First Nations Raise Alarm Over Quietly Issued Bulk Water Bottling Licenses on Sunshine Coast
Read this story from the Coast Reporter on the conflict brewing over a series of licenses recently issued on the Sunshine Coast – very much under the radar and without meaningful consultation of local First Nations – for bulk water extraction and bottling operations. (July 20, 2012)
Three area First Nations are raising concerns with the provincial government’s approval of applications to extract water from streams in their traditional territories.
The government has approved 33 licences for the Kwiakah First Nation of Campbell River and the Da’naxda’xw/Awaetlala First Nation of Alert Bay to extract water around Jervis, Toba, Bute and Knight inlets. There were a total of 43 applications, but nine were abandoned and one was refused.
The applications, some of which were in partnership with numbered companies, were for pairs of licences to remove water from each stream, to a maximum of 112.5 cubic metres (24,750 gallons) per day per stream.
As well as a water licence application, the proponents applied for Crown land at the mouth of each stream where water removal would take place. They propose to collect water from a skiff through a pump or hose and funnel. The skiff will offload onto a barge and then transport the water by truck to a bottling business.
The Sechelt Indian Band (SIB), Homalco and Klahoose First Nations are concerned that the province approved the licences without a meaningful process of consultation, a legal requirement that is intended to protect aboriginal interests and promote reconciliation.
SIB Chief Garry Feschuk said not much is known about the water bottling scheme. “Since as far back as 2010, we have repeatedly communicated to the province our concern that we had not been provided with enough information about the water bottling project,” he said. “It has always been our view that the impact of this project needs to be examined and assessed on an aggregate basis.”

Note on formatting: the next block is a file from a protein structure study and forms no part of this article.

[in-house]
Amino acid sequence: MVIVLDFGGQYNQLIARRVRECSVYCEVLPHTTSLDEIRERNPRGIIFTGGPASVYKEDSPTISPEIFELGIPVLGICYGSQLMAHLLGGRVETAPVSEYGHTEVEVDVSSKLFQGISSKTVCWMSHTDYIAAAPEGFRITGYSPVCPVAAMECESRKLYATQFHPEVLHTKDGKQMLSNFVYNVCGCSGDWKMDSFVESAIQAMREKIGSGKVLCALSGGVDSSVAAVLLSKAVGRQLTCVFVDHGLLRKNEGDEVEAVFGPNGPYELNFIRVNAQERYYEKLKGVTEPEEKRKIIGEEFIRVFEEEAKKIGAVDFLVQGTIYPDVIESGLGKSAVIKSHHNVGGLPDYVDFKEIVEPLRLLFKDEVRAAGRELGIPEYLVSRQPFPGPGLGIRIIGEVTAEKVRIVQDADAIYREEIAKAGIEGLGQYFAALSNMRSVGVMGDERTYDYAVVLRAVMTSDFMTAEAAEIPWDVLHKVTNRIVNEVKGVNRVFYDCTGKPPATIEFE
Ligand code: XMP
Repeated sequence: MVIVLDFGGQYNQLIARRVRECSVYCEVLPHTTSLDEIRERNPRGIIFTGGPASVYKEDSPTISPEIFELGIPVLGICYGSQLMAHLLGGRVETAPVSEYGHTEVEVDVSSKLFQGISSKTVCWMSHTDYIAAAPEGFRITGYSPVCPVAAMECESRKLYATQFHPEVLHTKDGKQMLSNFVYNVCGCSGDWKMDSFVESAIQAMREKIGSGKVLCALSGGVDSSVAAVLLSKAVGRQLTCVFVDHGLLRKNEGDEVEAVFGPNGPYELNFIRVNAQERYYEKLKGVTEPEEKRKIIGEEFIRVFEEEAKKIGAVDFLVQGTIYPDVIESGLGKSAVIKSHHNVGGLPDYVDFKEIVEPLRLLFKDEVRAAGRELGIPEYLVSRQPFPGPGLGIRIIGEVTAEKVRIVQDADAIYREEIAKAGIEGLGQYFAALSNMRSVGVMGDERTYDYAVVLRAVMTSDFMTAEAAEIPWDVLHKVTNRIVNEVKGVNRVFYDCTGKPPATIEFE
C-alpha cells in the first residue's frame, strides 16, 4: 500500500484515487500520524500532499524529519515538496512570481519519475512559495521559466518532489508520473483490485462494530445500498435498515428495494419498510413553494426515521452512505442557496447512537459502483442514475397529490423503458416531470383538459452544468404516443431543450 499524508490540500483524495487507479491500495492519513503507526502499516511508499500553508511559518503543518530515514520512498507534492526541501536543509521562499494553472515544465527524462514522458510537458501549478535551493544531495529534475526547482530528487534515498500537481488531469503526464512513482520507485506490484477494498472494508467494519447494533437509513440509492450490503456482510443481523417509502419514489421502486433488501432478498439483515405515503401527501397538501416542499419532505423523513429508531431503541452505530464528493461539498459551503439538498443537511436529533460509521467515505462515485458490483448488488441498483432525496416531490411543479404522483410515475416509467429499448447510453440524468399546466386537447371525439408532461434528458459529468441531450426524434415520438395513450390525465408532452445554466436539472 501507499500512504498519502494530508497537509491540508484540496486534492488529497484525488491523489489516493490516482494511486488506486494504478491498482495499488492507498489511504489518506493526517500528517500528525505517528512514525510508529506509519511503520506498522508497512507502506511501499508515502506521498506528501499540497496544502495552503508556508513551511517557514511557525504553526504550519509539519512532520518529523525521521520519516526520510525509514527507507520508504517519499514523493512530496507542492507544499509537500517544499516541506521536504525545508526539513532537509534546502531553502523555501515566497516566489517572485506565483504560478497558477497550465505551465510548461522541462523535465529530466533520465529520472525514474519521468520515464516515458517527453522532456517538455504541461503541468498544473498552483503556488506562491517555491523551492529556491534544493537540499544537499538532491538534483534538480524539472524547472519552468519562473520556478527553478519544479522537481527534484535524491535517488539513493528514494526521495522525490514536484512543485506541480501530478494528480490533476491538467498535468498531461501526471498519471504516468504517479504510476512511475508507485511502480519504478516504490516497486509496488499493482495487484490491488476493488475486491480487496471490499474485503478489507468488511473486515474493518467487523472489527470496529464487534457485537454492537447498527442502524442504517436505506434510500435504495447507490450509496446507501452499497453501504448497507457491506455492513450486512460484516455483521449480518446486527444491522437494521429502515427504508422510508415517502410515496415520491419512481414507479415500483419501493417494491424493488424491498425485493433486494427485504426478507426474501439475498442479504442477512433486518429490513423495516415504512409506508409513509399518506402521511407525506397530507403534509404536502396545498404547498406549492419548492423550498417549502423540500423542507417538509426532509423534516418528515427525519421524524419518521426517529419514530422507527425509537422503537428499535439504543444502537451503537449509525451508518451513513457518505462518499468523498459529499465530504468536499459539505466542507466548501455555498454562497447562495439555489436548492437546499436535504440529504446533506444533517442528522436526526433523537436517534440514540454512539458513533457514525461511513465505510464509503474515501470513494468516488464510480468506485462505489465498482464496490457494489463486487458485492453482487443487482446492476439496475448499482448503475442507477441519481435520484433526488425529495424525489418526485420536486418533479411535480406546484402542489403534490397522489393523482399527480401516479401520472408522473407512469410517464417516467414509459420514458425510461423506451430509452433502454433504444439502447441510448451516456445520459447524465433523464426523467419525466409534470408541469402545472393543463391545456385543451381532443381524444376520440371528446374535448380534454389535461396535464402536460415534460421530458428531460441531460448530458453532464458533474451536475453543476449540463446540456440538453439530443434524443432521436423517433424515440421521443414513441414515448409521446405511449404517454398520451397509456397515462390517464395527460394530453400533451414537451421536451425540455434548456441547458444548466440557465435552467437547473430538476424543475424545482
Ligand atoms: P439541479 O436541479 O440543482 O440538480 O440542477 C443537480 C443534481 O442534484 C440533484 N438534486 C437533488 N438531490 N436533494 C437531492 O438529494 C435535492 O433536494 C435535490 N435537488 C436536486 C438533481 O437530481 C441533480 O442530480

Taken together, the licences establish a water diversion rate that is many times more than the threshold value which triggers a requirement to submit a development plan under the Water Act, Feschuk said.
“We simply do not see how the province could possibly consider such an operation without the benefit of a development plan,” he said.
Klahoose is equally concerned about the impacts of the water licences, said Chief James Delorme.
“We are adamant that the application process was flawed in the consultation process,” he said. “How could we let the protection of our natural resources go by the wayside and let others do business without our full consent?”
The three First Nations feel that a constructive discussion between them and the other First Nations involved about how to reconcile their interest is now the best way to move forward.
“Until that time, however, we intend to take every step necessary to ensure that the water extraction project does not proceed,” Feschuk said.
According to its website, the Kwiakah First Nation has 19 members. Frank Voelker has been the Band manager and economic development officer since 2005. He did not return the Peak’s request for an interview.